Dick Hoyt, the father who became a runner to help his son feel like he was “not handicapped,” has died at age 80.
Hoyt inspired thousands of other runners, but most importantly he inspired fathers and disabled athletes when he began pushing his son Rick in a wheelchair in hundreds of races, including the Boston Marathon. His son Russ Hoyt told The Associated Press that his father passed away peacefully in his sleep at his home in Massachusetts on Wednesday morning.
“He had an ongoing heart condition that he had been struggling with for years and it just got the better of him,” said Russ. Russ and his brother Rob broke the news to Rick.
“He’s sad, as we all are, but he’s OK,” said Russ. “You could see it in him, it was like someone hit him.”
Rick was deprived of oxygen during his birth and is a quadriplegic with cerebral palsy. He was 12 years old when he first began to communicate using a special speech device. He told his father he wanted to take part in a five-mile race to help a teenager who had been paralyzed in an accident. Hoyt was not a runner, but he agreed to push Rick in the race. When that race was over, Rick told his father, “Dad, when I’m running, it feels like I’m not handicapped.” That’s when Hoyt became a runner and Team Hoyt, a charity to assisted disabled athletes, was born.
For 37 years, Hoyt pushed, pulled, and carried his son through thousands of races, including marathons, duathlons, and triathlons. They even took part in the Boston Marathon 32 times, as well as the Ironman, which includes a 2.4-mile swim, a 112-mile bike ride, and 26.2-mile run. The father and son team also participated in a run and bike across the United States, covering 3,735 miles in 45 days in 1992.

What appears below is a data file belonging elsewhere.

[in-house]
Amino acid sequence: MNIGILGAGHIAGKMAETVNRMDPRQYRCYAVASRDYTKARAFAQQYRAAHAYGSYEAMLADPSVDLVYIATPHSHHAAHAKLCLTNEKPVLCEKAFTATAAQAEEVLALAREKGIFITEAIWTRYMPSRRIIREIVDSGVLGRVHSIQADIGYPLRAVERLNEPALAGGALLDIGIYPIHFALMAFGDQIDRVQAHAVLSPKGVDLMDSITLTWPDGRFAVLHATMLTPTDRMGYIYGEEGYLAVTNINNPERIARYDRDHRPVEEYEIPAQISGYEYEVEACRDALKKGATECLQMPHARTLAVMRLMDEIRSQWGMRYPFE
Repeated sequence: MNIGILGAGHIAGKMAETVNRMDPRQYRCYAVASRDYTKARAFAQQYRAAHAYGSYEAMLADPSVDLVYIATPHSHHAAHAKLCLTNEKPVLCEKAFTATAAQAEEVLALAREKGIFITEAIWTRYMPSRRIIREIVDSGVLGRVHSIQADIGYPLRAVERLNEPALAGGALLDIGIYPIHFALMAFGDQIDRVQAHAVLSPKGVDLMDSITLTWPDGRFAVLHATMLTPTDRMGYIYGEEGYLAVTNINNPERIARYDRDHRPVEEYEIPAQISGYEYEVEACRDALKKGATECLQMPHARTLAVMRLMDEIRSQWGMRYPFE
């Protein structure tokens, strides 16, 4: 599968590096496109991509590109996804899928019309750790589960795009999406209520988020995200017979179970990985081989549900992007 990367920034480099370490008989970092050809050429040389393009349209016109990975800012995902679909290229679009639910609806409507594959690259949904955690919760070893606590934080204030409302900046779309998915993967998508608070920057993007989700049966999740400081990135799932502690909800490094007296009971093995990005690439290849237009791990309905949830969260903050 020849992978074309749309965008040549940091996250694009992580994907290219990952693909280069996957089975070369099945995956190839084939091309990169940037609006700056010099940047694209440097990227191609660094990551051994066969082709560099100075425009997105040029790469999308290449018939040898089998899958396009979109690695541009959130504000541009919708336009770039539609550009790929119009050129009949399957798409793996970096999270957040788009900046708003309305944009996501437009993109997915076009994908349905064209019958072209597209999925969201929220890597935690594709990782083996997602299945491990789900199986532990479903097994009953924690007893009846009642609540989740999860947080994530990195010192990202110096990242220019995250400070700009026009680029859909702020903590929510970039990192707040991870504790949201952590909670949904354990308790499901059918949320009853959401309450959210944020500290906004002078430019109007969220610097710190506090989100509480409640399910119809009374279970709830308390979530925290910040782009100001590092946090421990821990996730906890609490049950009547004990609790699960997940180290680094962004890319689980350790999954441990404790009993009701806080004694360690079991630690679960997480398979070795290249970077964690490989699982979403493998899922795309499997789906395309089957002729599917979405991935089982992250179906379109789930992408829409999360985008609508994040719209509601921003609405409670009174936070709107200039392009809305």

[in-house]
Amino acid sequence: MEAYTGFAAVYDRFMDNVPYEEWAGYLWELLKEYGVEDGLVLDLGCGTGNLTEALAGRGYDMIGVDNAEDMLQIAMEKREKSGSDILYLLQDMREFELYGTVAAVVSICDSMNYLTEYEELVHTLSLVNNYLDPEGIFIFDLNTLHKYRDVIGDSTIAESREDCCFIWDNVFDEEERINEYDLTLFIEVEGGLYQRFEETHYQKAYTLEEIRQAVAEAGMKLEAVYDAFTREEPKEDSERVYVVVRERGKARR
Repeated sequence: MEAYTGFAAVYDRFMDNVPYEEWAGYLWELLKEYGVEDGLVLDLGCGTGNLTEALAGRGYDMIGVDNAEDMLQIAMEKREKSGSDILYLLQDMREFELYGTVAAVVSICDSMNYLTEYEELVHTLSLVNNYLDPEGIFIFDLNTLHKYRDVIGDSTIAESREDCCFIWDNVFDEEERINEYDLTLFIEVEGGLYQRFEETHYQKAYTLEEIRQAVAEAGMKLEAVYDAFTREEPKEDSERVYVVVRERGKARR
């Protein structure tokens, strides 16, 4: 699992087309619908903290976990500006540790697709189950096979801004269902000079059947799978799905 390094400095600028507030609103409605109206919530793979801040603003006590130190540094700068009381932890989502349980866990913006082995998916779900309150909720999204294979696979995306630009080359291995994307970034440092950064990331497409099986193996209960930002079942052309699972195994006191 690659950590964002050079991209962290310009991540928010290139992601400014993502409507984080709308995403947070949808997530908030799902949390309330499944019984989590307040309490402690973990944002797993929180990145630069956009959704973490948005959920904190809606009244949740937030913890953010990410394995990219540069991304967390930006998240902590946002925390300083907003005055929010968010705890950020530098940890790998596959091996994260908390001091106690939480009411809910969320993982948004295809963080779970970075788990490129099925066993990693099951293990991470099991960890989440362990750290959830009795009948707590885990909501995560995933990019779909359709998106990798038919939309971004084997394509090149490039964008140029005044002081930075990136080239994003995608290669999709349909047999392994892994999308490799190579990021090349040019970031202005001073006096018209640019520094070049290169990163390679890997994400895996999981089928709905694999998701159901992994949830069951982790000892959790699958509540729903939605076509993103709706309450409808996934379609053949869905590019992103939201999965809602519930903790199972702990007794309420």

Having planned to retire from racing in 2013, the father and son team was at the Boston Marathon for the race when it was bombed, and they weren’t able to finish. They returned in 2014 to race the Boston Marathon one final time before retiring. In 2015, Hoyt served as Grand Marshall of the race, and a statue of the pair stands in front of a school in Hopkinton, near the starting line of the marathon.
Rick continued to participate in racing for another five years along with Bryan Lyons, a dentist who took over pushing Rick but sadly passed away unexpectedly at the age of 50 in June of 2020.
Though seen as an inspiration, Hoyt shied away from that title, saying, “I just love my family and I just want to be the very best father I can be.”
According to Fox News, the Boston Athletic Association, which runs the Boston Marathon, called Hoyt a legend.
“The B.A.A. is tremendously saddened to learn of the passing of Boston Marathon icon Dick Hoyt,” the organization said in a statement. “Dick personified what it meant to be a Boston Marathoner, showing determination, passion, and love every Patriots Day for more than three decades. He was not only a fan favorite who inspired thousands, but also a loyal friend and father who took pride in spending quality time with his son Rick while running from Hopkinton to Boston.”
Though doctors said he should be institutionalized, over the years Rick graduated from Boston University and moved out on his own. He hopes that people look at him and see an intelligent person, not a person with disabilities. “I may be disabled but I live a very fulfilling life,” he said. “I have showed to disabled people that they don’t have to sit back and watch the world go by. They, too, can go to school, get a job, and be included in everyday life.”
“Like” Live Action News on Facebook for more pro-life news and commentary!